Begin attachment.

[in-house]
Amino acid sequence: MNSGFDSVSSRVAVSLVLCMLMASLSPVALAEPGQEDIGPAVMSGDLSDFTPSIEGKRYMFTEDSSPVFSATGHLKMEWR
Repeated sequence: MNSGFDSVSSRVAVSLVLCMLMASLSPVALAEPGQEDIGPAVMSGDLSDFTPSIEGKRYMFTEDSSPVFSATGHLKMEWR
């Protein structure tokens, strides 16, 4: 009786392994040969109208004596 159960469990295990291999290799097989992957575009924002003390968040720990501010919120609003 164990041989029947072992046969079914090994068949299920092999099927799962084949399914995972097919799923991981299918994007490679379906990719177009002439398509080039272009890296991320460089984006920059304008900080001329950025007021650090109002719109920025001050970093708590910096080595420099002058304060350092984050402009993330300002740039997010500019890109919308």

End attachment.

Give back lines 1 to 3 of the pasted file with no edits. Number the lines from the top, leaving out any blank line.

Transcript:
[in-house]
Amino acid sequence: MNSGFDSVSSRVAVSLVLCMLMASLSPVALAEPGQEDIGPAVMSGDLSDFTPSIEGKRYMFTEDSSPVFSATGHLKMEWR
Repeated sequence: MNSGFDSVSSRVAVSLVLCMLMASLSPVALAEPGQEDIGPAVMSGDLSDFTPSIEGKRYMFTEDSSPVFSATGHLKMEWR